Welcome to the site of Stephen Heeney, author of Scratchings.
“SCRATCHINGS is a fascinating account of one Canadian’s discovery of his Aboriginal ancestry. The author’s nineteenth century documentary research is impressive. One can follow the central character Squire Davis as he passes from Iroquois to British Canadian worlds, and then back again. A wonderful read for anyone interested in the interface between the First Nations and non-Aboriginal Canadians in the nineteenth and early twentieth centuries.”
- Don Smith
Professor Emeritus of History, University of Calgary
“Great story. Very compelling and poignant. The list of resources at the end is very comprehensive and will be valuable to anyone exploring the relations between the Six Nations and immigrant communities. …Basically, I became so engrossed in the book I simply could not put it down.”
- Dr. David K. Faux
Author of Understanding Ontario First Nations Genealogical Records: Sources and Case Studies.
“I think what makes this exquisitely researched memoir so extraordinary is the deep affection the author evidently feels for his subjects. All of them, including his remembered grandparents (who hid his true heritage) as well as his Six Nations ancestors, come alive in a memorable way because of the warmth with which they are drawn and the respect with which the old stories are told. Heeney has also treated his own life with kindness as he lets light shine on old secrets and ends the history of denial.”
- Isabel Huggan
Author of the memoir Belonging, winner of the Charles Taylor Prize for literary non-fiction
“… In his well-researched and attractively presented book, Heeney (retired Foreign Service Officer and Canadian Ambassador to the Philippines) combines the historical, the genealogical and the very personal. He starts with childhood memories of visits to his grandparents at Brooklea, on the Grand River. At this time, his aboriginal ancestry was not openly spoken of. Through careful research, Heeney has traced his Mohawk roots through his great-grandmother back to Peter the Runner and the Mohawk Settlement at the Grand River. A fascinating and inspiring journey.”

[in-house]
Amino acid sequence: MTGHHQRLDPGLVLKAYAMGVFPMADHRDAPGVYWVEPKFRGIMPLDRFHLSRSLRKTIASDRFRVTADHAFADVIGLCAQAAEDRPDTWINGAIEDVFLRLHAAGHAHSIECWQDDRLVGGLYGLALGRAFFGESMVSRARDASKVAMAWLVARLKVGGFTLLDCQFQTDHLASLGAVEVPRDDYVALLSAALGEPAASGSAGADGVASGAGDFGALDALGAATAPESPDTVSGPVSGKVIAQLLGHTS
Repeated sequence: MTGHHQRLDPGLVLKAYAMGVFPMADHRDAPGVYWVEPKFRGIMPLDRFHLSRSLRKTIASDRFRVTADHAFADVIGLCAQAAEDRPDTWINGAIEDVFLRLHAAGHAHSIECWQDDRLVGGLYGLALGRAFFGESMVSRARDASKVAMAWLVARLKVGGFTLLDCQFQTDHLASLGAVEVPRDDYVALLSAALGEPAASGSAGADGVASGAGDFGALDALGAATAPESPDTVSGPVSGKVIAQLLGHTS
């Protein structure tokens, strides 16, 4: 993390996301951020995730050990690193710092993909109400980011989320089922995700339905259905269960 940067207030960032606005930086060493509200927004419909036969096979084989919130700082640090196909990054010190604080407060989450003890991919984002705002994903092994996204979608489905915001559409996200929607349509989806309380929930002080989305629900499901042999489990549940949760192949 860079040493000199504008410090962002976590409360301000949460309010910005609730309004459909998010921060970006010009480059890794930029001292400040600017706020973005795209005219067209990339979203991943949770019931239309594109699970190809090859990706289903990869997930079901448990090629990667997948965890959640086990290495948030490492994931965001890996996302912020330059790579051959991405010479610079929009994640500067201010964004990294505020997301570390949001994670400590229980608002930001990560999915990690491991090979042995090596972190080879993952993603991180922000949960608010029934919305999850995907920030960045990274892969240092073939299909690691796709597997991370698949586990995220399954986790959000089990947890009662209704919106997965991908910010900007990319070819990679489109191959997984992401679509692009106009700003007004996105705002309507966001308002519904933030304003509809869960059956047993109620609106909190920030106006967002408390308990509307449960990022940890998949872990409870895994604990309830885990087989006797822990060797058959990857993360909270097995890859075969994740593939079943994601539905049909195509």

- “From the Bookshelf”
OHS Bulletin, Summer 2012
Published by the Ontario Historical Society
“When author Stephen Heeney set out to learn more about his mother’s family history, he unwittingly embarked upon a journey of self-discovery. The family bible held proof that someone had tampered with basic genealogical data contained therein; hence, the inspiration for the title of this book. Due to these “scratchings”, believed to be made by his grandmother who was resourceful enough to manoeuvre successfully in two cultures: the “white, English-speaking, and conservative” culture and the Aboriginal culture on [sic] the Onondaga village, along the Grand River south of Brantford.
Heeney does not candy-coat his family’s history. He is fascinated, not only by his Aboriginal ancestry, but also by the actions of his grandmother to suppress that knowledge. Essentially, the ancestors that he researched became white when it suited them, and also claimed Aboriginal status when it suited them. In fact, newspaper and court reports describe Squire Davis, the author’s great great grandfather, as being adept at “knotty matters of the law.”
The first chapter of the book is Heeney’s memories of time spent at his grandparents’ home “Brooklea” near Brantford, where the rest of the family story unfolds a century earlier. Although his vivid and rich memories of Brooklea set the scene for some of his colourful ancestors, this reviewer did not like how long it took to get into the genealogy of his family. While Heeney did a lot of research into the attitudes, perceptions and stereotypes of the day, sometimes his asssumptions and conclusions about his ancestors seem a bit unlikely.
However, this reviewer could not help but get caught up in his enthusiasm and fascination for his new-found heritage. Amid the genealogical research findings, he adds a touch of whimsy to this book, defiantly declaring “this is my memoir and I can fantasize if I want.” Heeney is a wonderful writer and a thorough researcher. There are no footnotes. However, the appendices include a family tree, a glossary of names that appear prominently, some specific government document references, institutions and a selected bibliography.”
- Amanda Morehouse
The Ontario Genealogical Society, Families. Vol. 52. No.1. February 2013, p34.
Across Cultures: A memoir of denial and discovery
By Stephen Heeney
Copyright © Stephen Heeney, 2011
Published by the author, Vancouver, BC